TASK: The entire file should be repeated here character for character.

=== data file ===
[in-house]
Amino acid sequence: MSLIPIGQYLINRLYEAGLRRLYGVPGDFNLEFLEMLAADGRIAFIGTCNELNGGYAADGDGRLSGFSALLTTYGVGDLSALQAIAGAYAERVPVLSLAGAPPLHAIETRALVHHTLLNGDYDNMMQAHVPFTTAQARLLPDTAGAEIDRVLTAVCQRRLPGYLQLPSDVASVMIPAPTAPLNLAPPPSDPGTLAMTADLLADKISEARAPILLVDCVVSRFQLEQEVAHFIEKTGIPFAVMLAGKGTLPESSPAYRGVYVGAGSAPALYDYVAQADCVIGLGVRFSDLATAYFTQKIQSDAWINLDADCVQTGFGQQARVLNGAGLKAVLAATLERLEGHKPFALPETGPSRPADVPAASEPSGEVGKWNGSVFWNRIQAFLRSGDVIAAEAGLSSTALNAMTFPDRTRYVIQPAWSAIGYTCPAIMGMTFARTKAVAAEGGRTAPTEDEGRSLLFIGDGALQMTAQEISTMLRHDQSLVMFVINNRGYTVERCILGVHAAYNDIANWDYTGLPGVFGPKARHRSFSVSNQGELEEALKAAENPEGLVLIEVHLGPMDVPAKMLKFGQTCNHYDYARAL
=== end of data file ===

[in-house]
Amino acid sequence: MSLIPIGQYLINRLYEAGLRRLYGVPGDFNLEFLEMLAADGRIAFIGTCNELNGGYAADGDGRLSGFSALLTTYGVGDLSALQAIAGAYAERVPVLSLAGAPPLHAIETRALVHHTLLNGDYDNMMQAHVPFTTAQARLLPDTAGAEIDRVLTAVCQRRLPGYLQLPSDVASVMIPAPTAPLNLAPPPSDPGTLAMTADLLADKISEARAPILLVDCVVSRFQLEQEVAHFIEKTGIPFAVMLAGKGTLPESSPAYRGVYVGAGSAPALYDYVAQADCVIGLGVRFSDLATAYFTQKIQSDAWINLDADCVQTGFGQQARVLNGAGLKAVLAATLERLEGHKPFALPETGPSRPADVPAASEPSGEVGKWNGSVFWNRIQAFLRSGDVIAAEAGLSSTALNAMTFPDRTRYVIQPAWSAIGYTCPAIMGMTFARTKAVAAEGGRTAPTEDEGRSLLFIGDGALQMTAQEISTMLRHDQSLVMFVINNRGYTVERCILGVHAAYNDIANWDYTGLPGVFGPKARHRSFSVSNQGELEEALKAAENPEGLVLIEVHLGPMDVPAKMLKFGQTCNHYDYARAL